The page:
And let me tell you, some of that stuff is completely, utterly insane. It's hard to know where to start when trying to pinpoint where the line between the acceptably ridiculous and the nonsensically ridiculous exists for Beyond: Two Souls. This is, after all, a game about a girl and her ghost who spend years under the care of a division of the government expressly designed for paranormal investigation, find themselves recruited into the CIA for black ops missions (that require ghost powers to execute, of course), and then go on the run all David Banner-style, hunted by both the government and various other entities that come from "the other side" (which the game refers to as the "Infraworld"). In between all of that, Jodie scares off her adoptive parents, befriends the obsessive scientist assigned to her case (Willem Dafoe) and his assistant (Kadeem Hardison), ruins a birthday party, fights off would-be rapists, learns close-quarters combat, assassinates foreign targets, kills a lot of cops, lives with homeless people, falls into a coma, gets mixed up in the supernatural happenings around a Navajo family's ranch, goes to fake China for a while, sort-of falls in love a couple of times, and eventually discovers the truth about herself and Aiden while saving us from our own self-created destruction.

Cage's script takes Jodie to some pretty bizarre places, and not always to the story's benefit.

All that over the course of maybe 10-to-12 hours. Suffice it to say, Beyond tries to cover a lot of ground, and sometimes falls into deeply silly territory while trying to maintain some semblance of storytelling balance. Cage's writing has been the subject of much derision in the past, and Beyond has more than its share of laughable dialogue and painfully underdeveloped story situations. Every chapter has its own unique story element, but some feel more out of place than simply unique. And though the ending is less risible than the sort of nonsense that concluded previous Quantic Dream games, the last few chapters try to wring a lot of drama out of not much build-up, resulting in a series of available endings that don't all feel entirely earned.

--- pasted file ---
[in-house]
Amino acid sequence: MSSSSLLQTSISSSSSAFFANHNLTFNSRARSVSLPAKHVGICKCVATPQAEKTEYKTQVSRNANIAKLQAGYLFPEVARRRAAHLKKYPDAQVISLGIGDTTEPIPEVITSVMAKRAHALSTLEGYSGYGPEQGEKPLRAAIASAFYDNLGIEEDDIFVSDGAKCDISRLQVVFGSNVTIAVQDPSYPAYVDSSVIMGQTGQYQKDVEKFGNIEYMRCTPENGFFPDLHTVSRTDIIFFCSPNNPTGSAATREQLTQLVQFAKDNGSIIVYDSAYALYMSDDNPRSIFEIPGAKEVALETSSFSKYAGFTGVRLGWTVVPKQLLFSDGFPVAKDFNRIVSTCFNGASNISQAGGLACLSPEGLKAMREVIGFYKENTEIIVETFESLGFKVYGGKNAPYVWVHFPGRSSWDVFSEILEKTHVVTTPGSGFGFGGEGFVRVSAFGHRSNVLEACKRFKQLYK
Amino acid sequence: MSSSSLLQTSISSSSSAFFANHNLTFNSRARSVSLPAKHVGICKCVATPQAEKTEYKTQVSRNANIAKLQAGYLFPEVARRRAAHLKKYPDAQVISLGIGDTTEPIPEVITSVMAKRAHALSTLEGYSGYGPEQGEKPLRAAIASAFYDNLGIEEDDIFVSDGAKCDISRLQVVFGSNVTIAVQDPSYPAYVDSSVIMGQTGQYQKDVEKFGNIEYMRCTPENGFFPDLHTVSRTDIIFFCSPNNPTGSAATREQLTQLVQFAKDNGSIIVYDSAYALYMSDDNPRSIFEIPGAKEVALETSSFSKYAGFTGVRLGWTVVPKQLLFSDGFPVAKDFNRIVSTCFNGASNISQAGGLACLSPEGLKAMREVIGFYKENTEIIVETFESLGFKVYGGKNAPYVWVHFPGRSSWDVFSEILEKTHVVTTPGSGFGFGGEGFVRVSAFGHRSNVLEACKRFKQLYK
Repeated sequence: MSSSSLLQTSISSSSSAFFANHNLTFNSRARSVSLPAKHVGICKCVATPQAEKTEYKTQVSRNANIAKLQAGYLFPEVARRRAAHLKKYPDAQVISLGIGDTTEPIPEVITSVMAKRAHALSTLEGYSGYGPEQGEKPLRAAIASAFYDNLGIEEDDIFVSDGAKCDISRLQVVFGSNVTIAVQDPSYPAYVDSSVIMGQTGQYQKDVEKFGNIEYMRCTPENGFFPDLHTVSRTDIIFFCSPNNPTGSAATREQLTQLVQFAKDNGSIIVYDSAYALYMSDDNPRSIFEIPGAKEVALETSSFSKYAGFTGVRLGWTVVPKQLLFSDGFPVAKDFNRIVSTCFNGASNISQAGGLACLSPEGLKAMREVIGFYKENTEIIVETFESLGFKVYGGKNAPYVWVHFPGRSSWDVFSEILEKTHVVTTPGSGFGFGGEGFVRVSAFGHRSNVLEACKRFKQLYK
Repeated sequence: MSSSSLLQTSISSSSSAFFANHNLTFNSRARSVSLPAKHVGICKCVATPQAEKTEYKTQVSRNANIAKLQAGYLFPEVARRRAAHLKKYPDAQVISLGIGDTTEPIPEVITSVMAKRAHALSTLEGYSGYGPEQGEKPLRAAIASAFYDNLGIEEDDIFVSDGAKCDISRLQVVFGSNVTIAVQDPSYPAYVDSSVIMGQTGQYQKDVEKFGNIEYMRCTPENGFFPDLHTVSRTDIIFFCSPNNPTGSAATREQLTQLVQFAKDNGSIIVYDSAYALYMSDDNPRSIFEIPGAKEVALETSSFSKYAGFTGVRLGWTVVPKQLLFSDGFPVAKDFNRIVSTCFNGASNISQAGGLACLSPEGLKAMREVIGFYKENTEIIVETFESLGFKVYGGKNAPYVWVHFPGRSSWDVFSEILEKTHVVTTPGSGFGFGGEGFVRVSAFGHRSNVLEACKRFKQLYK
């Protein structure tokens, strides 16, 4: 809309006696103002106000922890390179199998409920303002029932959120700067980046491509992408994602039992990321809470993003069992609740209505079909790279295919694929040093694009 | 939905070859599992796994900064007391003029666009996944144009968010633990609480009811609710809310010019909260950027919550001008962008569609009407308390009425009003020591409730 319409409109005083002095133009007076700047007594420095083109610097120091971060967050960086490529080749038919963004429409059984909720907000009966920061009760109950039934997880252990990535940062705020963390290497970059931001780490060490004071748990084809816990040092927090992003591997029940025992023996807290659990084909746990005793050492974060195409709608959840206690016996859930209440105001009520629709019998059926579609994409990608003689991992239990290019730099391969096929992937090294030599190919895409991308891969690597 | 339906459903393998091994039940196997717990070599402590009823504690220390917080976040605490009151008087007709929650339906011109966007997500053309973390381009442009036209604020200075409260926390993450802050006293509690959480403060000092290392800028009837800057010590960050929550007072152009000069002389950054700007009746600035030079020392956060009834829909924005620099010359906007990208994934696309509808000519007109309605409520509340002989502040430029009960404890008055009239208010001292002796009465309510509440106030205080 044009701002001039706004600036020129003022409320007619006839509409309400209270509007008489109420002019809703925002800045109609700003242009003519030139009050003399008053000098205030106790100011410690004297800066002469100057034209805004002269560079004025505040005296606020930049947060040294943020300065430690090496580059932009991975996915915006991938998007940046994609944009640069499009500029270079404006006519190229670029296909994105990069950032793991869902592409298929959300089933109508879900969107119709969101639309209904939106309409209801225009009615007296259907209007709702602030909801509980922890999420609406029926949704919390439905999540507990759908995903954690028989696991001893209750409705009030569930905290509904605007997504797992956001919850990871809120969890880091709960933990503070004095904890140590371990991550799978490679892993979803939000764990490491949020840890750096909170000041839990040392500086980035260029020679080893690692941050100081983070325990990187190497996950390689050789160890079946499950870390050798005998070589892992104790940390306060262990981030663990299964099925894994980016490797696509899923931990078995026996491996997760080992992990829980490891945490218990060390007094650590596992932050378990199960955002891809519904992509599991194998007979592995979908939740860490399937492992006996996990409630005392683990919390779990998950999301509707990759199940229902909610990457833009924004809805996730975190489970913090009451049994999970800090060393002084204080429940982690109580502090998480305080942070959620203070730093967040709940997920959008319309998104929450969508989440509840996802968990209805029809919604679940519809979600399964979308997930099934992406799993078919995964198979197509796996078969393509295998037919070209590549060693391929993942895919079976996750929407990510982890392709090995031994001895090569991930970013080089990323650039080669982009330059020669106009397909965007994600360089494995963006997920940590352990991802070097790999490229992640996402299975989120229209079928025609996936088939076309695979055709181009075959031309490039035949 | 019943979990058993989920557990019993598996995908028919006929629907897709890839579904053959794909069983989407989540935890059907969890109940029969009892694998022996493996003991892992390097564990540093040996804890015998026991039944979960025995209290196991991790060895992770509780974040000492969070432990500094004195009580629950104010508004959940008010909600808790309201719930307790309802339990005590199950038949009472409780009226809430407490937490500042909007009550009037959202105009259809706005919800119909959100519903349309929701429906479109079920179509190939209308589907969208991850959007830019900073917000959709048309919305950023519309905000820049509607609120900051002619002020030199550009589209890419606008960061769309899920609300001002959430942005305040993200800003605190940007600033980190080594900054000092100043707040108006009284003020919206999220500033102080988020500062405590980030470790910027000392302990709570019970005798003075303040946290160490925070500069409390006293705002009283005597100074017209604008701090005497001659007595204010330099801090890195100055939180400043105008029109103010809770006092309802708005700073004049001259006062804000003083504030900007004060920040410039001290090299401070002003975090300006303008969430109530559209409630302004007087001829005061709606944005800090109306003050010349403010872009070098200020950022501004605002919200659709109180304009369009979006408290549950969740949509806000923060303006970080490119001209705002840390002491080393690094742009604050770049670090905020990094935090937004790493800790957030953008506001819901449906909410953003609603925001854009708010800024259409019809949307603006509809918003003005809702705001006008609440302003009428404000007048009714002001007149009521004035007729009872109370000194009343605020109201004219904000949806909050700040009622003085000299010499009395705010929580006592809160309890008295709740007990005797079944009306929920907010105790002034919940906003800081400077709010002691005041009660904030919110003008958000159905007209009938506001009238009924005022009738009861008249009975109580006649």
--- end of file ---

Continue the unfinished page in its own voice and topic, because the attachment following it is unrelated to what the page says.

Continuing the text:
And yet, despite all this, Beyond works considerably better than any Quantic Dream game I've played to date. The singular focus on Jodie and Aiden's trials and tribulations benefits the admittedly bizarre story the game is trying to tell. Sometimes that focus betrays the game's attempts at conflict--what few villain characters do rear their head are mostly undeveloped, throwaway baddies who fail to leave much of an impression--but more often it helps ground the story in something at least vaguely resembling an identifiable reality. If you're able to just kind of roll with all the crazy ghost stuff, the shadowy government happenings, and the game's nebulously defined concept of the spirit realm, Beyond actually works, mostly by virtue of how well the interactions between its individual characters play out.